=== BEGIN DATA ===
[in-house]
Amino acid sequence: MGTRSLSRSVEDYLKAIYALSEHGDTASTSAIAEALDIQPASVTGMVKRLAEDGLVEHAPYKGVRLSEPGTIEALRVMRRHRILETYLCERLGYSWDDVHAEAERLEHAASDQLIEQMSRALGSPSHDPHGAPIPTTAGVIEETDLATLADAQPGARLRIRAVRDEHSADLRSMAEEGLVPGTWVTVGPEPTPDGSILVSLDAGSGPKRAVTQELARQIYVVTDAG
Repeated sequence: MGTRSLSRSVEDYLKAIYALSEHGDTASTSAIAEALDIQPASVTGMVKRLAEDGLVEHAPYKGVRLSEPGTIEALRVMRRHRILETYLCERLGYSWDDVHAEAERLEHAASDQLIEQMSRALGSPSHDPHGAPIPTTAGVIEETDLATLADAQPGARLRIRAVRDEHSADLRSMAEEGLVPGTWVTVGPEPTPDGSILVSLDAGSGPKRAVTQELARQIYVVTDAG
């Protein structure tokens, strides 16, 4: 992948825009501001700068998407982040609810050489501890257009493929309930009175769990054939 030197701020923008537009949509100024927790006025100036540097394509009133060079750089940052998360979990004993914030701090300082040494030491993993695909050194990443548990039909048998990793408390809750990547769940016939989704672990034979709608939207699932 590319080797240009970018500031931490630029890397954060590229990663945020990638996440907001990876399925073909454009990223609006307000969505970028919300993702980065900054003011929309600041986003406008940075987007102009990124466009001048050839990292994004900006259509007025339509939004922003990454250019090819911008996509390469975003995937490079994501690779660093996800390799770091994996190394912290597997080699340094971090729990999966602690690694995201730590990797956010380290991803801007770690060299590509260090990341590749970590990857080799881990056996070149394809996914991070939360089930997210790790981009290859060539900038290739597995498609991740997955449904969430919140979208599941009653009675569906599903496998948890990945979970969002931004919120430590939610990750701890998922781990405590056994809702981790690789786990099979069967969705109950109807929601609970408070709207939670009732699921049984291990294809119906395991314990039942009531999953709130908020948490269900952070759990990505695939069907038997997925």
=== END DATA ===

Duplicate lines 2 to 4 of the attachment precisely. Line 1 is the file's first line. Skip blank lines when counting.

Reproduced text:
Amino acid sequence: MGTRSLSRSVEDYLKAIYALSEHGDTASTSAIAEALDIQPASVTGMVKRLAEDGLVEHAPYKGVRLSEPGTIEALRVMRRHRILETYLCERLGYSWDDVHAEAERLEHAASDQLIEQMSRALGSPSHDPHGAPIPTTAGVIEETDLATLADAQPGARLRIRAVRDEHSADLRSMAEEGLVPGTWVTVGPEPTPDGSILVSLDAGSGPKRAVTQELARQIYVVTDAG
Repeated sequence: MGTRSLSRSVEDYLKAIYALSEHGDTASTSAIAEALDIQPASVTGMVKRLAEDGLVEHAPYKGVRLSEPGTIEALRVMRRHRILETYLCERLGYSWDDVHAEAERLEHAASDQLIEQMSRALGSPSHDPHGAPIPTTAGVIEETDLATLADAQPGARLRIRAVRDEHSADLRSMAEEGLVPGTWVTVGPEPTPDGSILVSLDAGSGPKRAVTQELARQIYVVTDAG
């Protein structure tokens, strides 16, 4: 992948825009501001700068998407982040609810050489501890257009493929309930009175769990054939 030197701020923008537009949509100024927790006025100036540097394509009133060079750089940052998360979990004993914030701090300082040494030491993993695909050194990443548990039909048998990793408390809750990547769940016939989704672990034979709608939207699932 590319080797240009970018500031931490630029890397954060590229990663945020990638996440907001990876399925073909454009990223609006307000969505970028919300993702980065900054003011929309600041986003406008940075987007102009990124466009001048050839990292994004900006259509007025339509939004922003990454250019090819911008996509390469975003995937490079994501690779660093996800390799770091994996190394912290597997080699340094971090729990999966602690690694995201730590990797956010380290991803801007770690060299590509260090990341590749970590990857080799881990056996070149394809996914991070939360089930997210790790981009290859060539900038290739597995498609991740997955449904969430919140979208599941009653009675569906599903496998948890990945979970969002931004919120430590939610990750701890998922781990405590056994809702981790690789786990099979069967969705109950109807929601609970408070709207939670009732699921049984291990294809119906395991314990039942009531999953709130908020948490269900952070759990990505695939069907038997997925």